John Seago, the president of Texas Right to Life, said he considers any obstacles miscarriage patients encounter to be “very serious situations.” He blamed such problems on “a breakdown in communication of the law, not the law itself,” adding “I even have seen reports of doctors being confused, but that could be a failure of our medical associations” to supply clear guidance.
The uncertain climate has led some doctors and hospitals to fret about being accused of facilitating an abortion, a fear that has also caused some pharmacists to disclaim or delay filling prescriptions for medication to finish miscarriages, providers and patients say. Last week, the Biden administration warned that if a pharmacy refuses to fill prescriptions for pills “including medications needed to administer a miscarriage or complications from pregnancy loss, because these medications will also be used to terminate a pregnancy — the pharmacy could also be discriminating on the premise of sex.”
Delays in expelling tissue from a pregnancy that isn’t any longer viable can result in hemorrhaging, infections, and sometimes life-threatening sepsis, obstetricians say.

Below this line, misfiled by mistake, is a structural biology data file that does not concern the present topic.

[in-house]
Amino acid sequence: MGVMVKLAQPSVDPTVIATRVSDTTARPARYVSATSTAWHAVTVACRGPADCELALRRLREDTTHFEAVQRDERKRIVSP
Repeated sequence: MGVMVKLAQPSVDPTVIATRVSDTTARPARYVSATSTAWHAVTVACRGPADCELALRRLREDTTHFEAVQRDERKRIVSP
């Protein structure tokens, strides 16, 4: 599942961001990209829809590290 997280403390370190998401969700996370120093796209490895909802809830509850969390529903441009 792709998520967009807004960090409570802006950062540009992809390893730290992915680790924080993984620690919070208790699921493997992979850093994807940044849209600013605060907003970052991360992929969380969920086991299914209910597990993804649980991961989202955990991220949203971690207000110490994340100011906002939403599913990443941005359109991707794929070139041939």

“On this post-Roe world, women with miscarriages may die,” said Dr. Monica Saxena, an emergency medicine physician at Stanford Hospital.
Medical examiners define miscarriage as a pregnancy that ends naturally before 20 weeks’ gestation. Most miscarriages occur in the primary 13 weeks; pregnancy losses after 20 weeks are considered stillbirths. Miscarriage befalls about one in 10 known pregnancies, and should occur in as many as one in 4 when including miscarriages that occur before patients realize they’re pregnant.
Medical terminology often calls miscarriage “spontaneous abortion,” a designation that may increase patients’ or providers’ concerns about being targeted under abortion bans. In medical records, Amanda’s second miscarriage was also labeled “threatened abortion: established and worsening.”
In typical early miscarriages, when cardiac activity has stopped, patients needs to be offered three options to expel tissue, said Dr. Sarah Prager, an obstetrics and gynecology professor on the University of Washington’s School of Medicine.
D&C is beneficial when patients are bleeding heavily, are anemic, have blood-clotting issues or certain conditions that make them medically fragile, Dr. Prager said. Another patients also select D&C’s, considering them emotionally easier than a lingering process at home.
Another choice is medication — normally mifepristone, which weakens the membrane lining the uterus and softens the cervix, followed by misoprostol, which causes contractions. These same pills are used for medication abortion.
The third option is “expectant management”: waiting for tissue to pass by itself, which might take weeks. It’s unsuccessful for 20 percent of patients, who then need surgery or medication, said Dr. Prager, who co-authored miscarriage management guidelines for the American College of Obstetricians and Gynecologists.